Thursday, April 29, 2010

Wedding dress in progress

Just a quick progress pic here -- I took this a few nights ago to show my mom how this dress is coming along. I have a few weddings to go to this summer, and I'm getting a head start on fancy dress sewing to make sure that they actually turn out nice enough to wear to weddings!

This is the dress that I'm planning on wearing to my brother's wedding in July. It's make from Colette's Chantilly pattern, which is a pattern that I think is totally gorgeous but somehow doesn't seem to have been as popular as some of the other Colette patterns dresses (at least based on user-submitted pictures). The fabric is a silk chiffon from that I got a fantastic deal on -- I think it was part of the Vera Wang fabrics that went on sale a few months ago, and I got it for two bucks a yard! The lining came from my NYC fabric shopping splurge, and it was also two bucks a yard. So, all told I think I spent $16 on the fabric for this dress and will probably have enough left over to make a flouncy sleeveless blouse or something.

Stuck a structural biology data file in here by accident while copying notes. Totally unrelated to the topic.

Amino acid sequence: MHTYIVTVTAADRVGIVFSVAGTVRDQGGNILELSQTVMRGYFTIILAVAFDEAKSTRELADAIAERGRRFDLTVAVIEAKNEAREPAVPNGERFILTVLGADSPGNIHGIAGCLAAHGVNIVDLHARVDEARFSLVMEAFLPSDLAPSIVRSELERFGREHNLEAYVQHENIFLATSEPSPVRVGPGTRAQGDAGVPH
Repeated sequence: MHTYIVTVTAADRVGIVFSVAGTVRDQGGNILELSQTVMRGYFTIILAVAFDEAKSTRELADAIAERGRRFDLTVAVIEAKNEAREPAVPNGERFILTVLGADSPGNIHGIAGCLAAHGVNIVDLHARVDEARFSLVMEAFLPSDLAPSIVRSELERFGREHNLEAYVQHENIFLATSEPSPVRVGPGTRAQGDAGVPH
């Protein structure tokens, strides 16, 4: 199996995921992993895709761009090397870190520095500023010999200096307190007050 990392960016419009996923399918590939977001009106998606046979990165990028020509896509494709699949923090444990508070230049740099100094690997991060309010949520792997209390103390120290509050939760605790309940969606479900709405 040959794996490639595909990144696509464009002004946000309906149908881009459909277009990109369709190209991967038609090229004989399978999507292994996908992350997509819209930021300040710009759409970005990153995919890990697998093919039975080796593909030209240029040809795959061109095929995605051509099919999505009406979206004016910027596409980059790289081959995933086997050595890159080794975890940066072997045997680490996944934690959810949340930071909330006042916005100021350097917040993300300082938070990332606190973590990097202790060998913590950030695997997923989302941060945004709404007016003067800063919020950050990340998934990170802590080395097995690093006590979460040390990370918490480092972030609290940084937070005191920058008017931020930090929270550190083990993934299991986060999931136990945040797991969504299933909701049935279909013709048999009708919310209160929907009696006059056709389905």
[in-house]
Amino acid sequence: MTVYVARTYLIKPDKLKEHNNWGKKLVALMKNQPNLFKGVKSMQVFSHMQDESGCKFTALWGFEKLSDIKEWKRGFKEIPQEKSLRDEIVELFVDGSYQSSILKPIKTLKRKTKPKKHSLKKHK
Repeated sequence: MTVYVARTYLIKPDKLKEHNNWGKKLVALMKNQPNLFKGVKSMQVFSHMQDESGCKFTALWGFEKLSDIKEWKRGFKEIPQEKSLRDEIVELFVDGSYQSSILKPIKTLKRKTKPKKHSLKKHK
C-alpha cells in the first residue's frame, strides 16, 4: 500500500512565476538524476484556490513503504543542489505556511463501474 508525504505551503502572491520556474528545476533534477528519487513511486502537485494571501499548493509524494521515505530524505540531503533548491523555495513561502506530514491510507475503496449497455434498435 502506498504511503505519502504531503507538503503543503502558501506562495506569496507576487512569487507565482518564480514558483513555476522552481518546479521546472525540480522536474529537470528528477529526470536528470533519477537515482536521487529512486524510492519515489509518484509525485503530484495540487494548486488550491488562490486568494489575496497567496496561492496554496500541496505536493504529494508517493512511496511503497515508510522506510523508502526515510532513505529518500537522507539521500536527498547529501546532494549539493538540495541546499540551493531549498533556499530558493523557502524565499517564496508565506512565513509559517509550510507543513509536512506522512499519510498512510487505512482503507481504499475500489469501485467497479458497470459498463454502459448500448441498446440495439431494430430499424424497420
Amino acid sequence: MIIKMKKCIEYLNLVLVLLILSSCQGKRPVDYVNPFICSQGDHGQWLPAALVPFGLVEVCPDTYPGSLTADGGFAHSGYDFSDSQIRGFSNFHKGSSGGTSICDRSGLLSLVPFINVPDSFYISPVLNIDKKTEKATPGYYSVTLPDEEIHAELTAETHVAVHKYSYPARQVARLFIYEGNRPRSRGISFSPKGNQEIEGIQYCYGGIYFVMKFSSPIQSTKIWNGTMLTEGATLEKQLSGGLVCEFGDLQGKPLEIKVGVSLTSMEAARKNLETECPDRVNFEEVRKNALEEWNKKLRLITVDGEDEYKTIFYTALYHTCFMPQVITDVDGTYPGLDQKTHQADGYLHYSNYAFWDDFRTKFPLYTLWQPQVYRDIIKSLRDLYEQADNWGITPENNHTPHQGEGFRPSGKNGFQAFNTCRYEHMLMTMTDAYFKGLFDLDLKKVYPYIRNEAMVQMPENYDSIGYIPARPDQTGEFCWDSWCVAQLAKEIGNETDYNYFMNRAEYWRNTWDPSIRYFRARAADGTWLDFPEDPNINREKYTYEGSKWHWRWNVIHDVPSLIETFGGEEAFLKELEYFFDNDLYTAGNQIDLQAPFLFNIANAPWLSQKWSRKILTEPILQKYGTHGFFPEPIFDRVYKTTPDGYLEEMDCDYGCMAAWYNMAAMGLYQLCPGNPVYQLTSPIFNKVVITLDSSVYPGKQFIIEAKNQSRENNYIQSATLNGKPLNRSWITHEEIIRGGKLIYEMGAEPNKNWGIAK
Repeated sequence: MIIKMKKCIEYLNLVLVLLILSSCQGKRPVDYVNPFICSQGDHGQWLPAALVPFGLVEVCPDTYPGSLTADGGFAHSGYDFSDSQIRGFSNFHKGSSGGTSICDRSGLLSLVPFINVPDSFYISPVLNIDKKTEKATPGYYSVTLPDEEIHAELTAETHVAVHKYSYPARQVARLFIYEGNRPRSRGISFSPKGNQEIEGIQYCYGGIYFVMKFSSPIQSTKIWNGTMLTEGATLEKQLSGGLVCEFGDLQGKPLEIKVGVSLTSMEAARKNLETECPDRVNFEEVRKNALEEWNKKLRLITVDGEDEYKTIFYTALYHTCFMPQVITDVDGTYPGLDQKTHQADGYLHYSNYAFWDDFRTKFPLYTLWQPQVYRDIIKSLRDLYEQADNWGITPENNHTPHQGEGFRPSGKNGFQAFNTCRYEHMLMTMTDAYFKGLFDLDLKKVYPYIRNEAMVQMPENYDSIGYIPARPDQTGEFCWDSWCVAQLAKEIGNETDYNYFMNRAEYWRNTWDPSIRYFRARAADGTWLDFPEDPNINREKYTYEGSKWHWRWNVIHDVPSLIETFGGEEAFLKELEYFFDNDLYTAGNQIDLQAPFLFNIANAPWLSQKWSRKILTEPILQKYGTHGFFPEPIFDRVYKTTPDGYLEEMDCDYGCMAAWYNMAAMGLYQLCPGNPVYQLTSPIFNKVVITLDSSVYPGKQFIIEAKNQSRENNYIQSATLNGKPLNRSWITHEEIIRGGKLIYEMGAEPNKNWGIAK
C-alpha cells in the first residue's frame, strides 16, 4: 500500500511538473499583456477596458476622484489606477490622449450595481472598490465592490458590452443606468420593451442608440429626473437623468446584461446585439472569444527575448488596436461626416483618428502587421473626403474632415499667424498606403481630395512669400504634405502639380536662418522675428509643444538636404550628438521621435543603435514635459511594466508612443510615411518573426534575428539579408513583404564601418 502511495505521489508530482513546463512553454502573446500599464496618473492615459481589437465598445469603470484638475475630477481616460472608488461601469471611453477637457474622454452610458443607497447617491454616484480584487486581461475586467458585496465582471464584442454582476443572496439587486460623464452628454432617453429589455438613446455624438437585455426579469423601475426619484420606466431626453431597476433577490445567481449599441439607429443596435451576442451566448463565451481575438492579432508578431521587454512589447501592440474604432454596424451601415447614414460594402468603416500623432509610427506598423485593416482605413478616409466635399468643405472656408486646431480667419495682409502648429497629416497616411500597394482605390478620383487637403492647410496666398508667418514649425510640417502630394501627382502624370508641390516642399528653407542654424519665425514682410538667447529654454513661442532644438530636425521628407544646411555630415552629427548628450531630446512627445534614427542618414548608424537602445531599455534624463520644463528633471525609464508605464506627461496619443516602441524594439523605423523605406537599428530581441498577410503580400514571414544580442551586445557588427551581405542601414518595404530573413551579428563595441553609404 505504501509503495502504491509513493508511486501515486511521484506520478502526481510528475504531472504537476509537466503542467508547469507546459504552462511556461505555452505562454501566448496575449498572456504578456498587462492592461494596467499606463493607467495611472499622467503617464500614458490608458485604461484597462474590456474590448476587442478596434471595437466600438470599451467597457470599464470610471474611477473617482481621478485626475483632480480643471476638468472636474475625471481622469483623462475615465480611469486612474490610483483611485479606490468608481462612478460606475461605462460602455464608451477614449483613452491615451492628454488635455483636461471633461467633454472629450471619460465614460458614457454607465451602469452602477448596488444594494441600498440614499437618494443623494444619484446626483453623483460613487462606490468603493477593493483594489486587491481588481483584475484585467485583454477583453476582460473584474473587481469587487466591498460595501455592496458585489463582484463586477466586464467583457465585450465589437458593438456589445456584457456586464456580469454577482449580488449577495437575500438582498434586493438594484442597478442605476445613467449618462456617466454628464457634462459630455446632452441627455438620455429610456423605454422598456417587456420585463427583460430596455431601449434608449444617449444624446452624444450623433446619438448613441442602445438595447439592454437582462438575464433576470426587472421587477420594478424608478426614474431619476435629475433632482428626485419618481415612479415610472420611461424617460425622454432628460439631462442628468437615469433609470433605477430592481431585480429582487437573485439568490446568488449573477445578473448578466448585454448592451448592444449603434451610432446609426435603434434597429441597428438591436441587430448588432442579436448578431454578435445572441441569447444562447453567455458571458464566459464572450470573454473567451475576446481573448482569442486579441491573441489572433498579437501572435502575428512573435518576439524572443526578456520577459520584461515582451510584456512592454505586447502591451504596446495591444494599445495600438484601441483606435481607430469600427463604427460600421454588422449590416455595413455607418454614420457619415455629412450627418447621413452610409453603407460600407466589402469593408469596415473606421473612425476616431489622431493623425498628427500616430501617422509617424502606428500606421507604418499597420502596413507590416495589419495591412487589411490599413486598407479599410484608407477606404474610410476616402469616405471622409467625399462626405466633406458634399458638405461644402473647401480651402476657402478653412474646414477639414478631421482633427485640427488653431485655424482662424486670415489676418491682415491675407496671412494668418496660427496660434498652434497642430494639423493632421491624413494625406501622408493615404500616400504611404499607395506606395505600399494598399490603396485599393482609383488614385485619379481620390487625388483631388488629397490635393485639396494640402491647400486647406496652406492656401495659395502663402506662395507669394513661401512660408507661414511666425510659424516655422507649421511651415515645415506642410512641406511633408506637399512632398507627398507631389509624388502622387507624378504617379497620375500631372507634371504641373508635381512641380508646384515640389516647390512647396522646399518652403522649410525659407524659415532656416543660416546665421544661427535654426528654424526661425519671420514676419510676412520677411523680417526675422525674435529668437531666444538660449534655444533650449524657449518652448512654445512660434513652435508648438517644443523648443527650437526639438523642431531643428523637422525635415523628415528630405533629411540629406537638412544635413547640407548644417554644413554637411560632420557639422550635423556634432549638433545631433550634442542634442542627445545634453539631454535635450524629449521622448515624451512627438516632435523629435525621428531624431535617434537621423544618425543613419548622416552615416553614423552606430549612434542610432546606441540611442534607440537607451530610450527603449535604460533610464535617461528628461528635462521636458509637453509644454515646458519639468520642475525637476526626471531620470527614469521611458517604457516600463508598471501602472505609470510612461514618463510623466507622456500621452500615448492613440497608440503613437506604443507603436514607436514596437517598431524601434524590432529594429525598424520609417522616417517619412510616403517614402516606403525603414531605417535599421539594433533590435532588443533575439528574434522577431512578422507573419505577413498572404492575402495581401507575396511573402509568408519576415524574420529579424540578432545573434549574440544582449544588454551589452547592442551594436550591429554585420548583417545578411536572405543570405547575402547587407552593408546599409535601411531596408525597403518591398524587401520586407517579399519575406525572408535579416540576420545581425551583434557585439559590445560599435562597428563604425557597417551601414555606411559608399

I'm basically finished the bodice of the dress now (I finished the topstitching on the collar after taking these pictures). Now I just need to baste the skirt on, put in the zipper, and hem the bottom layers. That's still quite a bit of work for me at least since I'm a rather slow sewer, but I always find it's a lot more fun to work on the final stages of putting something together when it starts to actually look like a real piece of clothing.

Friday, April 23, 2010


So you know how I've been struggling for months now with a ridiculously green tank? Buying flocculants and changing the lights schedule and doing everything I could think of to get rid of this nasty floating algae infestation? Today the tank lights pop on in the morning to this: